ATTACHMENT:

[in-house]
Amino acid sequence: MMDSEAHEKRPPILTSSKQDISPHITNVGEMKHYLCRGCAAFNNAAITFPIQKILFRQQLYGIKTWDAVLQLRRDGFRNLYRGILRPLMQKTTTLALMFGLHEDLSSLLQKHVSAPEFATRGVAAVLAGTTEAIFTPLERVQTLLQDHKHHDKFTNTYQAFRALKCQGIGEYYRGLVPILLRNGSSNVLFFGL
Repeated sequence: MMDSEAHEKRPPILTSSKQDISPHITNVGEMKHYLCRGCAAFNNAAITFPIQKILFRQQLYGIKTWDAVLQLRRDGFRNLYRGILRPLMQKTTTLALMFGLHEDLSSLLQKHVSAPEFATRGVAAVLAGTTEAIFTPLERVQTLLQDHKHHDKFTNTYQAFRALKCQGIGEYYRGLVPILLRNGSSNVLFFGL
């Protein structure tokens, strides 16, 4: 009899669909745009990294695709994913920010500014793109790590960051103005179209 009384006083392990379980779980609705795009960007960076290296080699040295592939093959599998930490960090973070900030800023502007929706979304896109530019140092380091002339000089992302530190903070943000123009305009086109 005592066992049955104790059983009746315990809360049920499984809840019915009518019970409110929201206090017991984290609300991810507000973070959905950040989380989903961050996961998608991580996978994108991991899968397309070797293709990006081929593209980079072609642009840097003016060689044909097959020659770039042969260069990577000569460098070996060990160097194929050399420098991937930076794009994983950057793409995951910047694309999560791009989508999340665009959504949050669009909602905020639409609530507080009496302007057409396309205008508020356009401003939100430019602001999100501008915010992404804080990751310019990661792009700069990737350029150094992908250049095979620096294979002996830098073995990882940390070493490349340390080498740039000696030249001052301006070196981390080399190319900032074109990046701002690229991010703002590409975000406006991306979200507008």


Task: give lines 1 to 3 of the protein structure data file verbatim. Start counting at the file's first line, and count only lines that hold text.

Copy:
[in-house]
Amino acid sequence: MMDSEAHEKRPPILTSSKQDISPHITNVGEMKHYLCRGCAAFNNAAITFPIQKILFRQQLYGIKTWDAVLQLRRDGFRNLYRGILRPLMQKTTTLALMFGLHEDLSSLLQKHVSAPEFATRGVAAVLAGTTEAIFTPLERVQTLLQDHKHHDKFTNTYQAFRALKCQGIGEYYRGLVPILLRNGSSNVLFFGL
Repeated sequence: MMDSEAHEKRPPILTSSKQDISPHITNVGEMKHYLCRGCAAFNNAAITFPIQKILFRQQLYGIKTWDAVLQLRRDGFRNLYRGILRPLMQKTTTLALMFGLHEDLSSLLQKHVSAPEFATRGVAAVLAGTTEAIFTPLERVQTLLQDHKHHDKFTNTYQAFRALKCQGIGEYYRGLVPILLRNGSSNVLFFGL